Monday, April 21, 2008

What Recreational Boaters Should Know

Commercial vessels, including towboats and tugboats. Operate 365 days a year, 24 hours a day.

The speed of a ship, towboat, or tugboat can be deceptive. A tow can travel one mile in seven minutes,a ship even faster, and it generally takes 3/4 to 1 1/2 miles to stop. For example, if a water skier falls a thousand feet in front of a moving tug or tow, the skier has less than one minute to get out of the way.

Large vessels must maintain speed to steer, and they must stay in the channel it's the only place deep enough for them to operate. Many channels are unmarked. On some waterways, the channel extends bank to bank, so expect vessel traffic on any portion of the waterway.

A pilot's "blind spot" can extend for hundreds of feet in front of deep-draft ships, tugboats and towboats pushing barges.

In narrow canals a tug's or tow's powerful engines can cause a smaller vessel to be pulled toward the tow when passing alongside.

"Wheel Wash" is a strong underwater current caused by towboat or ship engines that can result in severe turbulence hundreds of yards behind a large vessel.

A tug without barges in front could be towing a log raft, barge, or other objects on a long submerged line behind it, which lie low in the water and are difficult to see. Never pass closely behind a tugboat.

Sailboating on inland rivers can be hazardous, and sailboaters and wind surfers should know that a tow or tug can "steal your wind", so you won't have the same Wind you started with when executing a sailing maneuver near a commercial vessel.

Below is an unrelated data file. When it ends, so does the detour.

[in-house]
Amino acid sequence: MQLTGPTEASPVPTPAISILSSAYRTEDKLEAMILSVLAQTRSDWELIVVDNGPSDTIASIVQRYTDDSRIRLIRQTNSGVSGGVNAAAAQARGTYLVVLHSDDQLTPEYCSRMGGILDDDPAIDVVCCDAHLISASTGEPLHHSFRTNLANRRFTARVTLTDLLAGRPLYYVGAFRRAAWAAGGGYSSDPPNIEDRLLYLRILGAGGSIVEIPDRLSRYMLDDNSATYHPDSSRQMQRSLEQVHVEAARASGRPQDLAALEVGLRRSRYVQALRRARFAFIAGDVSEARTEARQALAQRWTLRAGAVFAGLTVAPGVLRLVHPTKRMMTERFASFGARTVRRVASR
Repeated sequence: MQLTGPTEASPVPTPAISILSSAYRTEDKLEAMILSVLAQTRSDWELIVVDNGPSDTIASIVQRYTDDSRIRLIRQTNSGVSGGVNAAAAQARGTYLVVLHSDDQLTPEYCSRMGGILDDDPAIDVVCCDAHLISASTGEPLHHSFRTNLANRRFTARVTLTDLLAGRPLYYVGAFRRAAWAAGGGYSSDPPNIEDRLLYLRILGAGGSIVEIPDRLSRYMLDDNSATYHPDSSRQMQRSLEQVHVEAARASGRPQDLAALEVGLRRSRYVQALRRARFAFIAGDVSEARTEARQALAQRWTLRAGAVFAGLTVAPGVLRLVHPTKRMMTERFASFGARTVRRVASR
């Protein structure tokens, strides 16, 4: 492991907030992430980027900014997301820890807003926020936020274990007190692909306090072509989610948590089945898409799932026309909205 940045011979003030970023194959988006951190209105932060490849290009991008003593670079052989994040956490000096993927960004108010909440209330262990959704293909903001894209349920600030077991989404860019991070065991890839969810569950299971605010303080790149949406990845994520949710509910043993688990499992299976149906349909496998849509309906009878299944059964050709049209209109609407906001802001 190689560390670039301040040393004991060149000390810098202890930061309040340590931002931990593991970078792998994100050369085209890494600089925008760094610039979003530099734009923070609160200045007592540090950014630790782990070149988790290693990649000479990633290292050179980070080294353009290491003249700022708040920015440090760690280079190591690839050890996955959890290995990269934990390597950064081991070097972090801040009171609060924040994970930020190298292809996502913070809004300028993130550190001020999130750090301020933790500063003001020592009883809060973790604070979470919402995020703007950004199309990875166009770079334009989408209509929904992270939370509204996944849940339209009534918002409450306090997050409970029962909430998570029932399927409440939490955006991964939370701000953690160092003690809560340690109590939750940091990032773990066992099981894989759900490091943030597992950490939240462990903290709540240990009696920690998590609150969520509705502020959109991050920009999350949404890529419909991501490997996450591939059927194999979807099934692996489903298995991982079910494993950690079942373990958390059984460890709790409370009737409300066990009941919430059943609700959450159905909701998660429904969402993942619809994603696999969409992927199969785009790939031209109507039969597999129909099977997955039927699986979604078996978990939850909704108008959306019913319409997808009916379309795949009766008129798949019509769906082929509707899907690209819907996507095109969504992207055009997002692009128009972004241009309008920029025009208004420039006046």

Operating in adverse weather or low visibility can prove extremely dangerous. Why take a chance?

Ships, towboats and tugboats use VHF radio channels 13 and 16. If you are unsure of your situation, or their intentions, feel free to contact them. Remember, you are sharing the waterways with vessels operated by highly trained and conscientious professionals. If you have a true emergency, or need information, they can and will help if properly contacted.

Avoid sailing in the commercial ship channels, especially in poor visibility. Obey Rule 9 of the ColRegs for conduct in narrow channels by keeping to the starboard side of the channel and crossing only when this does not impede the passage of a large vessel that can safely navigate only within the narrow channel.

Do not underestimate the speed of ships. If you boat is slow, allow sufficient time to take effective evasive action in the vicinity of large ships.

Be visible. At night make sure your navigation lights can be seen. If you see the navigation lights of a vessel and you think you have not been seen, get out of the way. Use torches, search lights or a spotlight on sails, or fire a white flare to indicate your position. Carry a radar reflector high on your boat. Remember, from the bridge of a loaded container ship or large tanker, the captain or pilot will lose sight of you a third of a mile ahead, although you can see the ship at all times!

Be alert. Look around every so often, especially astern.

Keep watch at night. Even on a clear night you will have difficulty seeing a big ship approach. You might see it first as a black shadow against a background of shore lights, or as a growing shadow – at that point you are not far apart. Remember that your lights will not be easily spotted from the ship.

Watch the ship’s lights. If you see both sidelights, you are dead ahead – MOVE OUT FAST. You must be sure of your position and be aware of other vessels operating around you.

Know whistle signals. Five or more short blasts on the whistle is the “Keep Clear” signal. Check and see if it is for you - and if it is - GIVE WAY. Three short blasts means “My engines are gong astern”.

Know flag signals and shapes. A large ship which displays a cylinder on her yardarm during the day or three red lights in a vertical line at night indicates that the ship is severely restricted in her manoeuvrability. Give her a wide berth.